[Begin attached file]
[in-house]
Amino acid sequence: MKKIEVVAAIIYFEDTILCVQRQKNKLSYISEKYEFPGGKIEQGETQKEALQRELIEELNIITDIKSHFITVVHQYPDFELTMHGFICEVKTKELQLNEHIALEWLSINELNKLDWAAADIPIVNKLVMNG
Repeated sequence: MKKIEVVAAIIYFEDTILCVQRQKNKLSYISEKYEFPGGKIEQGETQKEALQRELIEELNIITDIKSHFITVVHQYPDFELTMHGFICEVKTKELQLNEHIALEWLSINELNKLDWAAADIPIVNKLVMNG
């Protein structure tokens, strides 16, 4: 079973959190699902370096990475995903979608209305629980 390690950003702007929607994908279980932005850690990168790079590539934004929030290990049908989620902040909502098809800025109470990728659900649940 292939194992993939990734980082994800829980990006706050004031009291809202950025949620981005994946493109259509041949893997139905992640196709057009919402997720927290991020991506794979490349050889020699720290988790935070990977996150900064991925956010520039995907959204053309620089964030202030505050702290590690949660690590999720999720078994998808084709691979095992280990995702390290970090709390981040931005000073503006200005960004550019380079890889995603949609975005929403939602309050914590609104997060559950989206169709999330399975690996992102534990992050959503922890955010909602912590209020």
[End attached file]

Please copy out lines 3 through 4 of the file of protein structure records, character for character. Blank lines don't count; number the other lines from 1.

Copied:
Repeated sequence: MKKIEVVAAIIYFEDTILCVQRQKNKLSYISEKYEFPGGKIEQGETQKEALQRELIEELNIITDIKSHFITVVHQYPDFELTMHGFICEVKTKELQLNEHIALEWLSINELNKLDWAAADIPIVNKLVMNG
């Protein structure tokens, strides 16, 4: 079973959190699902370096990475995903979608209305629980 390690950003702007929607994908279980932005850690990168790079590539934004929030290990049908989620902040909502098809800025109470990728659900649940 292939194992993939990734980082994800829980990006706050004031009291809202950025949620981005994946493109259509041949893997139905992640196709057009919402997720927290991020991506794979490349050889020699720290988790935070990977996150900064991925956010520039995907959204053309620089964030202030505050702290590690949660690590999720999720078994998808084709691979095992280990995702390290970090709390981040931005000073503006200005960004550019380079890889995603949609975005929403939602309050914590609104997060559950989206169709999330399975690996992102534990992050959503922890955010909602912590209020």